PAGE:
Much has been made of the eight-year “drought” since Welch’s last record, Soul Journey. However, four albums in seven years are no small feat. The quality of the work speaks for itself. And let’s not forget the Grammy nomination for Time (The Revelator) in 2002 for Best Contemporary Folk Album (they lost to Bob Dylan’s Love and Theft). Their collaborations on the soundtrack of Oh Brother, Where Art Thou? won the Grammy Album of the Year in 2001, bringing greater global appeal to old-time country music.
Over the years the duo toured extensively, performing with and contributing to a wide variety of projects, from Bright Eyes to the Decembrists.
But it was hitting the road supporting the Dave Rawlings Machine’s first album, Friend of a Friend, in 2009, with Dave headlining this time, that opened the floodgates for new songs. On tour with the Machine, backed by members of Old Crow Medicine Show (can there ever be too much talent on one stage?), inspired Welch to finish what is now her long-awaited project, The Harrow & The Harvest.
She told Andrew Leahy at American Songwriter, “It’s our most intertwined, co-authored, jointly composed album.”
Welch has said of the eight-year gap that her song craft had slipped, and she really didn’t know why. That it is not uncommon and happens to writers. It had been the deepest frustration they had come through, hence the album title.
The Harrow & The Harvest is filled with stark images of life’s wrong turns, rough edges and unmet expectations. It is also complete with an enduring beauty, a fabric of close harmonies, banjos, mandolins and guitars sparse yet true. We are rewarded over time by listening again and again.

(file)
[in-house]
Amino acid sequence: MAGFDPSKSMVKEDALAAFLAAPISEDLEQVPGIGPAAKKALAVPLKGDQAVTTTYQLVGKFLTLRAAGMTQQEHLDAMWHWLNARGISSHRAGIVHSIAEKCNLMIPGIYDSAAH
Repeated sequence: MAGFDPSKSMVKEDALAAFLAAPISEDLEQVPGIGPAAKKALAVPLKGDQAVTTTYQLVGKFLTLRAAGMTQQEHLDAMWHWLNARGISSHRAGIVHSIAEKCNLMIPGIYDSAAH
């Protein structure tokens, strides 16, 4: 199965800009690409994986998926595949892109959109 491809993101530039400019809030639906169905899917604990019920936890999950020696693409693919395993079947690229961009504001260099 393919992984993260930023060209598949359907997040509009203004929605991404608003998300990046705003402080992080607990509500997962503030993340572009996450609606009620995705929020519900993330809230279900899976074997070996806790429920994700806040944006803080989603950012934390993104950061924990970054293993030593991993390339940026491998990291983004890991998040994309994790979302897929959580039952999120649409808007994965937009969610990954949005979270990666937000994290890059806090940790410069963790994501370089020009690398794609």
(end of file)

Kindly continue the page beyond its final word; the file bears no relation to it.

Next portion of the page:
“Scarlet Town,” “A Dark Turn of Mind” and “The Way It Goes” speak of human frailty, hardship and loss. The first half of the album moves from minor keys to major in the latter half, perhaps echoing the resilience of moving forward from despair.
Once, when asked if she had any happy love songs in her treasure chest, Welch replied, "As a matter of fact I don't. I've got songs about orphans and morphine addicts."
Becky Johnson bought the farm
Put a needle in her arm
That’s the way it goes
That’s the way it goes
- “The Way It Goes”
"We’ve kind of half-jokingly said that this record is 10 different kinds of sad, and there are 10 songs on it." - source
“We’ve kind of half-jokingly said that this record is 10 different kinds of sad,” Welch told Fresh Air’s Terry Gross. “And there are 10 songs on it.”
Leave me if I’m feeling too lonely
Full as the fruit on the vine
You know some girls are bright as the morning
And some have a dark turn of mind.
- “A Dark Turn of Mind”
“The Way It Will Be,” the third cut on the album, is one they have performed live and is a remnant of the Soul Journey period with a languid essence.
I never been so disabused
Never been so mad
I never been served anything
That tasted so bad
You might need a friend
Any day now, any day
Oh my brother, be careful
You are drifting away”
- “The Way It Will Be”
One of my favorites turned out to be the sweet, loving, banjo-plucking sound of
“Hard Times” – “ain’t gonna rule my mind no more.”
So come on you Ashville boys and turn up your old-time noise.
And kick ‘til the dust comes up from the cracks in the floor
Hard times ain’t gonna rule my mind no more.
- “Hard Times”
The trademark sound of Gillian and Dave has stayed true all these years to the roots of country music, and they continue to write in that genre while infusing modern-day influences of rock’n’roll, Bob Dylan, Neil Young and much more.
The Harrow & The Harvest is a journey you want to take your time with. Don’t rush it. Come on back to the front porch while listening to those dulcet tones with a tall glass of iced mint tea while summer lingers. Take it all in, watching those tall stalks of dust-pink Joe Pye Weed swaying in the evening breeze. Where the river wanders and the murder ballads reign.
Debora Frazier can be reached at .